Leonard to speak at UB's Center For the Arts
World-famous sustainability proponent Annie Leonard will speak at the Center For the Arts Tuesday at 7 p.m. Leonard is best known for her work leading up to the Story of Stuff project, in which she talks about the culture of waste. Courtesy of Flickr user Bioneer
World-famous sustainability proponent Annie Leonard will tell her Story of Stuff at UB Tuesday. She will speak at the Center For the Arts beginning at 7 p.m.
Leonard is best known for her work leading up to the Story of Stuff project, in which she talks about the culture of waste with "stuff" today. The project started as a lecture but expanded to a movie and then to a series of short films and a book. Leonard's work centers on environmental problems generated by wasteful creating, using and throwing away of various products.
Leonard addresses all parts of our production chain, and how it's designed for waste - specifically to drive corporate profit. "Toxic in, toxic out," Leonard says in one film.
"I think [what Leonard does] is an excellent endeavor to be able to explain complex sustainability issues faced by our society ... that is both informative as well as entertaining," said Himanshu Grover, an assistant professor in the Department of Urban and Regional Planning.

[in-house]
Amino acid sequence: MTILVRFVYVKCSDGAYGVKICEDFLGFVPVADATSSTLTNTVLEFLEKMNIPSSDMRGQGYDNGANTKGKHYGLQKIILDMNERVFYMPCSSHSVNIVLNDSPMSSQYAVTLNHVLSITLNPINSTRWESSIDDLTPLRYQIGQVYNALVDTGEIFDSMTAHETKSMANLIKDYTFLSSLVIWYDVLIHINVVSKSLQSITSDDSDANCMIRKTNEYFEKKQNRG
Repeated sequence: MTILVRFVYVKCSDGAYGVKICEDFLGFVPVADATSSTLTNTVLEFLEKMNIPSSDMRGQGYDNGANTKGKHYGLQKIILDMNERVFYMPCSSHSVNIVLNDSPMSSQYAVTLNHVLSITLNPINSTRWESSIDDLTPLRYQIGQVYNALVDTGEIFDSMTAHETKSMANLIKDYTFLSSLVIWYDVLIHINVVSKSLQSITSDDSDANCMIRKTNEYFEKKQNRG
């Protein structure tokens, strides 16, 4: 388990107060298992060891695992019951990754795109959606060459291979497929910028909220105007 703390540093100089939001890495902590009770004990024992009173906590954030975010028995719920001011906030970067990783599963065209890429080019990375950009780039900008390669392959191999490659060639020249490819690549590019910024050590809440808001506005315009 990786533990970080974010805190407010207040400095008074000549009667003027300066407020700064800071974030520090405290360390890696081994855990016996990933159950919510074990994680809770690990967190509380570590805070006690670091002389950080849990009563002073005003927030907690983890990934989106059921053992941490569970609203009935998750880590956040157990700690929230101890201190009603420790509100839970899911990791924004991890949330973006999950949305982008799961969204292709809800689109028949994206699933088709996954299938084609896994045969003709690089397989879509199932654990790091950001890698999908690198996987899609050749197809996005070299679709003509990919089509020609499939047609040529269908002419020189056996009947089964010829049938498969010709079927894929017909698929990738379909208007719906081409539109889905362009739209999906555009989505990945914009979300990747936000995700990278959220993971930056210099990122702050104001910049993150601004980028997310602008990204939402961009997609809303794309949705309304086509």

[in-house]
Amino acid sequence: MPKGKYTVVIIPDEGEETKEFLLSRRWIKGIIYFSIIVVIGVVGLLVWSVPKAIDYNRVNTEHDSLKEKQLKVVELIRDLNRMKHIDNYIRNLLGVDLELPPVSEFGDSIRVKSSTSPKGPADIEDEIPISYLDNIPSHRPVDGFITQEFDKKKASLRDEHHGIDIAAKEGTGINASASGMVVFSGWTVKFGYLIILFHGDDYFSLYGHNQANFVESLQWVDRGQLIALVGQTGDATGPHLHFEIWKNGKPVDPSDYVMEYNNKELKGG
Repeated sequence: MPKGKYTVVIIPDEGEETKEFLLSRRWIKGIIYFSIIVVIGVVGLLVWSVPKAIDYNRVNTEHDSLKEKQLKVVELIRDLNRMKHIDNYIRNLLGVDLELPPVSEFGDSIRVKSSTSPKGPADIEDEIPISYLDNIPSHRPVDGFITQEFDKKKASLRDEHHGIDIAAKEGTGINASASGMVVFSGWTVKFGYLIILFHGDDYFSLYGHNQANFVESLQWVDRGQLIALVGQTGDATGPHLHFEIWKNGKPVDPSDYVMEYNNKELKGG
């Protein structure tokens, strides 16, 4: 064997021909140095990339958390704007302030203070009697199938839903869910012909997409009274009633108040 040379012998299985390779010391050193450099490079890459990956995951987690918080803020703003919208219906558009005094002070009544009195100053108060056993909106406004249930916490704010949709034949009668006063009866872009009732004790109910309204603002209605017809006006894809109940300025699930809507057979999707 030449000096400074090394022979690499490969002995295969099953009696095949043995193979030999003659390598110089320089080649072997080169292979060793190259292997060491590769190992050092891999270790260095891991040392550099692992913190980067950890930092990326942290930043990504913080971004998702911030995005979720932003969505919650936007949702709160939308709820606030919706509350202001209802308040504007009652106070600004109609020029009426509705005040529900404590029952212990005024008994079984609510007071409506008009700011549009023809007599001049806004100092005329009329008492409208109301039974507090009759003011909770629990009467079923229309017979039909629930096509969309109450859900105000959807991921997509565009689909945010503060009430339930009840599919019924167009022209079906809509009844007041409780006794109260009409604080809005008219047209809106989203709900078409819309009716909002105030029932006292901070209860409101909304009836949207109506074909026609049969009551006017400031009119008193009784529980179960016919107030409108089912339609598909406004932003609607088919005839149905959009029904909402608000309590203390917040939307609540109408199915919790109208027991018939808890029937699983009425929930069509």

Leonard's work in activism started with her time at Greenpeace on a campaign to ban international waste dumping. Her efforts helped new regulations in international environmental standards.
Leonard has caught the attention news outlets. Glenn Beck, former Fox News political pundit, for instance, once blasted Leonard for "left-wing propaganda." In a 2010 interview with political satirist Stephen Colbert, Colbert joked Leonard "must think this economic downturn is fantastic," to which she replied that it was "an opportunity for people to better use their money."
Matt Prizing, a senior environmental and geosciences major, was excited to hear Leonard is speaking at UB. Prizing is the president of Alpha Kappa Chi, the environmental fraternity on campus.
"I was invited to the presentation and so were all the brothers," Prizing said. "They're all really excited to meet [Leonard]. When I mentioned Annie Leonard, there was this one pledge who was like, 'Oh my God! I love Annie Leonard!'"
Grover, who specializes in climate change, sustainability and community resilience, is also pleased about Leonard's pending visit.
"We should do more of these [events]," he said. "It is an excellent way to introduce students to people they hear about and at times follow during their coursework. This is a very exciting lecture for me and I will surely attend."
Leonard's work, especially her videos, has inspired others to use and follow her example.
Grover said he was following Story of Stuff before the talk was planned. He added that he has used Leonard's clips, which are available on her website, to explain concepts in his lectures.
Prizing said he will be bringing his own film crew from a class to record Leonard's talk. He encourages students outside the fraternity to attend the lecture.
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